Freedom Road

As my eyes passed through the black and white pages, the exhaustion I felt

was getting stronger and stronger. Keeping my eyes open was a struggle, since they

seemed to weigh a ton. I was irked by the content of this literary work, but

suddenly, a brief description of what seemed to be a perfect environment for for just

about anyone, “like a Greek temple,” received my full attention.

I saw a black man standing helplessly in a field at a time intolerance, racism,

and hatred prevailed amongst society. The description of this colossal residence

given by this helpless man, named Giddeon, expressed his desire for this “safe-

haven,” but yet I also sensed sorrow in between the lines of this description. The

reason for this is that a man of his nature was politically and socially unable to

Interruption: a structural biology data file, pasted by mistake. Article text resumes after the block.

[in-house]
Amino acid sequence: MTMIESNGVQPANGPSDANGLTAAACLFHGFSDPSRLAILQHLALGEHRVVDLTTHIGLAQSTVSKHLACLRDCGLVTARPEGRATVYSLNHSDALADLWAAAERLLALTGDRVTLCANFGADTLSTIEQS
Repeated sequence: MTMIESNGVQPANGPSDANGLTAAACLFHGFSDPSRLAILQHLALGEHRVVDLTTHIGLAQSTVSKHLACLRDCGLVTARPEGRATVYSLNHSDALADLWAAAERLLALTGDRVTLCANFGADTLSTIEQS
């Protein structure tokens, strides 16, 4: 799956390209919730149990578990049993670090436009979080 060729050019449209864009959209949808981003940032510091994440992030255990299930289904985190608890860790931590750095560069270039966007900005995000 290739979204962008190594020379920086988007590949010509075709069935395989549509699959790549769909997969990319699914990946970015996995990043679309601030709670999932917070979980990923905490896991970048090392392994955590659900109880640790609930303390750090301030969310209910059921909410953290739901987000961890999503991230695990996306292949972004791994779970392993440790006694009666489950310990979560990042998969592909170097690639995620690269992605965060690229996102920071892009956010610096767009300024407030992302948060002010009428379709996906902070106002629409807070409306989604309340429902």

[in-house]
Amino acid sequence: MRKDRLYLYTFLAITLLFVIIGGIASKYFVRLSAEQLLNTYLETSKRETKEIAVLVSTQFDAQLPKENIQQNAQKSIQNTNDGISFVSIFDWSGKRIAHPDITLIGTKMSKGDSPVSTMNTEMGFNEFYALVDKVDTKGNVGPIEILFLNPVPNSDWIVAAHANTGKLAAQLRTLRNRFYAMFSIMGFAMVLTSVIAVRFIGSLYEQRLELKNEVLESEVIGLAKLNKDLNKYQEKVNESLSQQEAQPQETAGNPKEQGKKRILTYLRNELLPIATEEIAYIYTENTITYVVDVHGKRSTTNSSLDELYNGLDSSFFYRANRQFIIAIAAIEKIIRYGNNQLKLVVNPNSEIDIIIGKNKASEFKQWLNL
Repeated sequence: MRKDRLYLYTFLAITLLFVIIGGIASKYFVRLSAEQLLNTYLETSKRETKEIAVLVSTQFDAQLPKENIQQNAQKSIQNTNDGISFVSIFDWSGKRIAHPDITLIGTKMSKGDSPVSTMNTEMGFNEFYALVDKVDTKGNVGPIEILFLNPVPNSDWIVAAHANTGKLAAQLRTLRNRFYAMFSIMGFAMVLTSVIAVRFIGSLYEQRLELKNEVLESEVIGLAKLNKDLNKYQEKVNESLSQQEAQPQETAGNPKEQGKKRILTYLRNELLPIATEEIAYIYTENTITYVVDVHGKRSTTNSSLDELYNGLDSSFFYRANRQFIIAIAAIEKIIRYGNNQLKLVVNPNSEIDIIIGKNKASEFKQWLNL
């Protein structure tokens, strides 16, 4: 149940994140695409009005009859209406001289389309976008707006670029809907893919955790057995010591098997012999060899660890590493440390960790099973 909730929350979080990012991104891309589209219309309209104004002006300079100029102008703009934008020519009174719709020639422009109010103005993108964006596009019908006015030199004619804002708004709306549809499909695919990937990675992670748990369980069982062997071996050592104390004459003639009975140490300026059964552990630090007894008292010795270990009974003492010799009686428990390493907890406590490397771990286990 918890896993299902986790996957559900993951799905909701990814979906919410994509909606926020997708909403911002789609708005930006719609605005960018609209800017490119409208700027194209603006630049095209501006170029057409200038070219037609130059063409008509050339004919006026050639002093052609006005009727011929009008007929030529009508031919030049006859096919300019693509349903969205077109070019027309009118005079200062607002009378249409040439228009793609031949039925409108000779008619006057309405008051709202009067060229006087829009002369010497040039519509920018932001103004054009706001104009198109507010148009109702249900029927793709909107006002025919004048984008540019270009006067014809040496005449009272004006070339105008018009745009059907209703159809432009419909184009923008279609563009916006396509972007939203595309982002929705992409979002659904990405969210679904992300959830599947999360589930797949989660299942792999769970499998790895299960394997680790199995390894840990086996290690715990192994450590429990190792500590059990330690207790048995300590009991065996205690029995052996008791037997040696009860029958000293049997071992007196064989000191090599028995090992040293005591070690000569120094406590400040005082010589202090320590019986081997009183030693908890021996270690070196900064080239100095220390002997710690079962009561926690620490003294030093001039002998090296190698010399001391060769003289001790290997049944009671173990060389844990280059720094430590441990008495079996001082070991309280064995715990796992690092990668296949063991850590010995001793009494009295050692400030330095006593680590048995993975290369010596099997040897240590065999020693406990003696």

pursue his dreams and hopes during that period of time.

This cruel treatment which Giddeon was forced to encounter made me

wonder how passionately he felt about modifying his standard of living, as well as,

his future. It also made me ponder about how much anger and vengefulness was

manifesting deep down in his heart. Would his anger be expressed through

actions or would he express it through silent rebellions which intern would

transform his political and social standings in society. My exhaustion resulted in

enthusiasm. This enthusiasm crushed my feeling of fatigue and I was tempted to

read on.

I soon discovered that Giddeons\', frustrations forced him to take action to

better his standing in society as well as for others in similar situations. I wonder if

he was successful in modifying his life-style. I realized that his passion was greater

than that of the white mans’ hatred, which was attempting to restrain him from

succeeding. Giddeons’ increased participation in politics enabled him to improve

his life. For example his fight for the Land Division Bill which was, “to take great

rebel plantations, break them down, and give each freedman forty acres and fifty

dollars for a homestead.” The great description given by Giddeon of the residence

in the past was not his own, but now he would be able to describe his very own